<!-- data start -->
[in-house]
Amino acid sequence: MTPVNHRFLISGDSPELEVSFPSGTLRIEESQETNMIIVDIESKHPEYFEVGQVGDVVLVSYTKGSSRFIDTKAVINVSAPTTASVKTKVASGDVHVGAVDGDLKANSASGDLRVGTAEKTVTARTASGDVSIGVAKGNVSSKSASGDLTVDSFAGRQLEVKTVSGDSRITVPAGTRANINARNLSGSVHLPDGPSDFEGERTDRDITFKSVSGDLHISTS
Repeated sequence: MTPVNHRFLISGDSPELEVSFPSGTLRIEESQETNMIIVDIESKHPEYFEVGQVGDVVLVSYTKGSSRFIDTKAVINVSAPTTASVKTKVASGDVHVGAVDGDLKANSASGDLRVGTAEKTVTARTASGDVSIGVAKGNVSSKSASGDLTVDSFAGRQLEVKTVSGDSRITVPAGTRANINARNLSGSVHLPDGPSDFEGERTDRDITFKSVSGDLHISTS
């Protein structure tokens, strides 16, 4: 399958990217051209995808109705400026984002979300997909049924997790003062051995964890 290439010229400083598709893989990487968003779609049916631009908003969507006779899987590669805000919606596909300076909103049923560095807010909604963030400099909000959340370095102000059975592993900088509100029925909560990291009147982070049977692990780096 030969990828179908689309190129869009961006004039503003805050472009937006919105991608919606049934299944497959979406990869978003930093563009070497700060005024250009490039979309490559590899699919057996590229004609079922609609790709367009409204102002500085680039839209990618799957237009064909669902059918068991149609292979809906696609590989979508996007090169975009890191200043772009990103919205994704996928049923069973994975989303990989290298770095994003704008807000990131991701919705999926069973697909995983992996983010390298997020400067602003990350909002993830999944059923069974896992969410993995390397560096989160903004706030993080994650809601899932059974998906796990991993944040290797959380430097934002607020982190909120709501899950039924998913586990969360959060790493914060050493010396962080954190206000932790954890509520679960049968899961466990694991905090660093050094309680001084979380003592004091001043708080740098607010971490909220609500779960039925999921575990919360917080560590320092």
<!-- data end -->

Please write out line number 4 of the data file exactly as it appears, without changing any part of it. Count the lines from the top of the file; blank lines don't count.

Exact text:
């Protein structure tokens, strides 16, 4: 399958990217051209995808109705400026984002979300997909049924997790003062051995964890 290439010229400083598709893989990487968003779609049916631009908003969507006779899987590669805000919606596909300076909103049923560095807010909604963030400099909000959340370095102000059975592993900088509100029925909560990291009147982070049977692990780096 030969990828179908689309190129869009961006004039503003805050472009937006919105991608919606049934299944497959979406990869978003930093563009070497700060005024250009490039979309490559590899699919057996590229004609079922609609790709367009409204102002500085680039839209990618799957237009064909669902059918068991149609292979809906696609590989979508996007090169975009890191200043772009990103919205994704996928049923069973994975989303990989290298770095994003704008807000990131991701919705999926069973697909995983992996983010390298997020400067602003990350909002993830999944059923069974896992969410993995390397560096989160903004706030993080994650809601899932059974998906796990991993944040290797959380430097934002607020982190909120709501899950039924998913586990969360959060790493914060050493010396962080954190206000932790954890509520679960049968899961466990694991905090660093050094309680001084979380003592004091001043708080740098607010971490909220609500779960039925999921575990919360917080560590320092």